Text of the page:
I have a serious problem with that map in particular.  Velikovsky in Earth In Upheaval, pointed out the - literally - mountains of mammoth bones and the bones of other very large mammals on the Liakhov and New Siberian Islands in the Arctic Ocean north of Siberia - all deposited at the same time as the end of the last 'ice age', i.e, 10,500 bce or so.  The islands had, in the 1800s, cliffs 200 feet high, of mostly bones.  In addition, the number of the bones is completely unfathomable - again, literally, since a huge number of them are on the bottom of the Arctic Ocean all the way to the mainland of Siberia.  How many are on the sea bottom is anybody's guess.  My point here is that those animals, could not have lived at that latitude - only 15 degrees from the present North Pole - in the conditions that existed during the ice age as they represent it and as mapped.  With 3000-4000 meters of ice, what food existed for those huge animals that each have to eat 200 pounds a day?  3000 meters is about 10,000 feet thick.  4000 meters is about 13,000 feet thick.  It is known how old those bones are, and they do date from about 10,500 bce, so you cannot have both things present at that time, the mammoths and the ice.  One of them simply doesn't fit.  Since the mammoths are hard fact, while the map is someone's best guess, I vote that the mammoth bones and carcasses dictate our conception of the reality: There had to be something there to eat, therefore the ice sheets did not exist there at that time.

Instead of them presenting any mechanism to explain the existence of these islands' huge heaps of such bones, they choose to ignore these 'inconvenient truths'.  That is the only way they could possibly have drawn such a map.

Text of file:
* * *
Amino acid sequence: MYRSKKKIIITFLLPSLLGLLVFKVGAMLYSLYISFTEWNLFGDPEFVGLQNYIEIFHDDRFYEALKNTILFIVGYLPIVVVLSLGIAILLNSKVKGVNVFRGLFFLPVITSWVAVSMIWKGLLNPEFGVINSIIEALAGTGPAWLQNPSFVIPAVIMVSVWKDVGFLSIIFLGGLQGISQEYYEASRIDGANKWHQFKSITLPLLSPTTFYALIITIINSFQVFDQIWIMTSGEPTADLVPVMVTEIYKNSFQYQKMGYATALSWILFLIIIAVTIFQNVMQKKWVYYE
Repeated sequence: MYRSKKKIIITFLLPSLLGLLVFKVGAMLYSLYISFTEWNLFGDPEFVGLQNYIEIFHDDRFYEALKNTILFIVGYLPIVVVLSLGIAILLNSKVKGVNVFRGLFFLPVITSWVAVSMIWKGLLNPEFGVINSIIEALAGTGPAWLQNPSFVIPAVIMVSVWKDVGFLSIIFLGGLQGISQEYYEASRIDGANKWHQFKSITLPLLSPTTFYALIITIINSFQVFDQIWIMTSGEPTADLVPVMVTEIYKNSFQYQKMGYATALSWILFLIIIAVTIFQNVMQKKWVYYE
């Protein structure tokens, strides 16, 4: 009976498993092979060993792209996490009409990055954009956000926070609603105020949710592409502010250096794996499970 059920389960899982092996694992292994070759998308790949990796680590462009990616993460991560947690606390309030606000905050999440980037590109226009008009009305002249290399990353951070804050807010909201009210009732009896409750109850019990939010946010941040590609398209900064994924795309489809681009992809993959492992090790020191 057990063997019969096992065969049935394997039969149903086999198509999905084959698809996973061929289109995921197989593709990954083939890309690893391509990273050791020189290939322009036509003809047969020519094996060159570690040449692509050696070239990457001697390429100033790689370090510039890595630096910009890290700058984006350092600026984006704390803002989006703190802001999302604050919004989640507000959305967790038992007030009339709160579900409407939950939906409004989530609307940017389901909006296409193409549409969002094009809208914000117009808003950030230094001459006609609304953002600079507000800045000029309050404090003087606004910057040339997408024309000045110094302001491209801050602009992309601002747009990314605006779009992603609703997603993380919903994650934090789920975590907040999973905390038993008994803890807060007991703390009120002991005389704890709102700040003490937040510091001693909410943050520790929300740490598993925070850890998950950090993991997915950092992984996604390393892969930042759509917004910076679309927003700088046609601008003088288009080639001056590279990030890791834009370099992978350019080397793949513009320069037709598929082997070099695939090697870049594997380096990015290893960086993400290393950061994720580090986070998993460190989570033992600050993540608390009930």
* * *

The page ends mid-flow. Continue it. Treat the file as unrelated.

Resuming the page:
In Path of the Pole, Hapgood mentions that we all have this misconception that during the last 'ice age' the ice sheets extended down to approximately the same latitude all around the poles, in both hemispheres, but he says that was not the case at all.
...Our assumption of a pole in Hudson Bay confronts us with the problem of explaining why, with that location of the pole [Hudson Bay, at about 60N, 83W], there was  a glaciation in Europe, the northern part of which would have been farther from the pole than now, and the same problem arises with Alaska.  Why, during the ice age, did Alaska have many mountain glaciers but no continuous ice sheet?

The explanation of the glaciation f northwestern Europe is, I think, as follows.  First, the heaviest glaciation of Europe was not contemporary with the Wisconsin ice sheet but was the consequence of an earlier polar position, which will be discussed further on.

for map of Laurentide Ice Sheet 15,000 years ago ]

Hmm - I have never seen the ice sheet go all the way to the Pacific Ocean in any mapping before.  It is also a bit weird that that it shows the ice sheet not extending across the Arctic Ocean to Siberia.  That actually agrees with Hapgood, but the close configuration of the edges of the ice sheet with the coasts makes me suspicious of their methodology.  (Color me slightly confused...)

. . . . Steve